Therefore, the question at hand is this: are you going to seriously pay Ryan Anderson $20 million to sit on the bench? That isn’t justifiable even by the craziest of standards, which then leads to Anthony coming off the bench…which he has already stated he wouldn’t do.
3) DOES THIS ACTUALLY MAKE HOUSTON BETTER?
This question may be the most important of all related questions regarding the Rockets.
You’ll probably read this and be like, “how can you ask this question? Of course, adding Carmelo Anthony makes the Rockets better”. I have your answer right here.
One, it’s not often that teams improve on a 65-win season, especially an iso-heavy team like the Rockets. You saw that in the Western Conference Finals against Golden State when Chris Paul went down with a hamstring injury; there was no ball movement and as a result, they suffered.
That definitely isn’t going to change much by adding Anthony (1.3 assists a game last season; don’t blame it on the fact that he was on an Oklahoma City team with Russell Westbrook).
Two, you are adding Melo to a team that is already somewhat ancient in current NBA terms. Both Chris Paul and P.J. Tucker are 33 years old, Melo is 34, Gerald Green is 32, Nene Hilario is 35 and Joe Johnson is 37. Granted, Green is coming off the bench (barring an injury to Paul, which happens more often than not) and Hilario and Johnson most likely won’t see a lot of minutes.
But as it currently stands, with the way that head coach Mike D’Antoni likes to play, the team’s depth isn’t currently built to withstand the punishment that the body takes going full speed all the time. Let’s say Melo and Paul get hurt at the same time. Are you going to ask James Harden, for a second straight year, to try and lead the Rockets through a Western Conference that has only gotten tougher in the last couple of months?
4) How much will Anthony contribute?
This last point is the most important: can you trust Anthony to be a serious contributor come playoff time? Last season, against a Utah Jazz team that they had no business losing to the Oklahoma City Thunder, showed just how much they felt he could contribute: a career-low 12 shot attempts per game, including an appalling seven attempts in their elimination game.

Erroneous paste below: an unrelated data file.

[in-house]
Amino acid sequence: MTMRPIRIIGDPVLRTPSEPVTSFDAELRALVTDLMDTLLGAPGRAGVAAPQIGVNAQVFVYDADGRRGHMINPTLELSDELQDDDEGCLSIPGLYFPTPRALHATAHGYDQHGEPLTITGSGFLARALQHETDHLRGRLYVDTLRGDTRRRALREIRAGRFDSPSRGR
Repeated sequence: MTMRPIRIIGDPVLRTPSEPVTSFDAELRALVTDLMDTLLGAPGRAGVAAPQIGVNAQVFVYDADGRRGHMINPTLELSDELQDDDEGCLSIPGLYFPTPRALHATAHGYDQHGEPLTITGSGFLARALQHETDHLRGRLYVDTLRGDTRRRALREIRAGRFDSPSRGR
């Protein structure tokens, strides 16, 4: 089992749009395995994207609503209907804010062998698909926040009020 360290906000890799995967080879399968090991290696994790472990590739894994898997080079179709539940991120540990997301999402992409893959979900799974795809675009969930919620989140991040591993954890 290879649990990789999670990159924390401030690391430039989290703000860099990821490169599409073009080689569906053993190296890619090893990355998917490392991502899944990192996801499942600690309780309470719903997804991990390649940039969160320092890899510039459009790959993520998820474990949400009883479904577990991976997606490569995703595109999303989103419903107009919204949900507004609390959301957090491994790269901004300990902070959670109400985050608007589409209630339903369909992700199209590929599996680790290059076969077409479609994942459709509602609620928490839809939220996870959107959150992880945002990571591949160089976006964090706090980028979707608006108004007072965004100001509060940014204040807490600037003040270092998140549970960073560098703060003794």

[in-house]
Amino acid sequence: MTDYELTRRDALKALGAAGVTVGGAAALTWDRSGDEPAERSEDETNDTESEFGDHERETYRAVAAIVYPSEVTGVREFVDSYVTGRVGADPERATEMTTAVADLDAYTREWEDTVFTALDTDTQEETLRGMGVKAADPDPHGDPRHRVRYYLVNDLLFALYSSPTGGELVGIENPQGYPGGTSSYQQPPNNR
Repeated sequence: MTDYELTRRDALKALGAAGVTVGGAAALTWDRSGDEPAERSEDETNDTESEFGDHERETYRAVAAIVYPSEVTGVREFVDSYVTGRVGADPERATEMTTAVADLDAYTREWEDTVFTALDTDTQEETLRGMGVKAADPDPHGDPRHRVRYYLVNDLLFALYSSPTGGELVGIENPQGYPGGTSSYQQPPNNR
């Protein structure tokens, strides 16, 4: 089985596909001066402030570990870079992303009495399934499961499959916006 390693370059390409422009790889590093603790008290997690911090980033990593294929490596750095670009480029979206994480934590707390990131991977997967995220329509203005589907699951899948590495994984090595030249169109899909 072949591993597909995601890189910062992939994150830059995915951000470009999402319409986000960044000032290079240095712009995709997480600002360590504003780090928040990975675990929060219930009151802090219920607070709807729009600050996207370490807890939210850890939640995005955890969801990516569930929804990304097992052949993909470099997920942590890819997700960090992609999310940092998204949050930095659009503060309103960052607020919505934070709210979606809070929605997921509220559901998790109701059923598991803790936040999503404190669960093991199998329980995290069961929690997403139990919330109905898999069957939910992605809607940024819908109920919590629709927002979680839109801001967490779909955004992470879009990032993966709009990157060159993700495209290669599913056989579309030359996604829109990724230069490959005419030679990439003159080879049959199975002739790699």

Here was his final stat line for that fateful game: 7 pts (3-7 FG, 1-2 FT), 3 Reb, 0 Ast, 2 fouls in 26 minutes.
This is where people will start bringing up his career playoff averages, and this where I say none of that matters at this point in his career. The Rockets should have been the sure-fire number one threat to the Warriors this season, and now that could honestly be in jeopardy. Oklahoma City kept Paul George and by letting go of Anthony, they won by virtue of addition by subtraction.
The Lakers added LeBron James and stocked up on a group of wily veterans to add to their current youth movement of Lonzo Ball, Brandon Ingram, and Kyle Kuzma. Then, you have the Warriors, who only added the second-best center in the game in DeMarcus Cousins.
Now, granted, Anthony will help from a scoring perspective. But by allowing Ariza to walk (despite his horrendous WCF Game Seven performance) robs them of a timely shot-maker as well as a quality defender.
And by Golden State adding Cousins, that essentially neutralizes the threat of Clint Capela, because now they have a guy who can stand toe-to-toe both offensively and defensively in the paint. If anything, Houston becomes the victim of subtraction by addition.
Time will tell if adding Carmelo Anthony will make the Houston Rockets better. But for the time being, all signs are pointing to potential turmoil in the Magnolia City.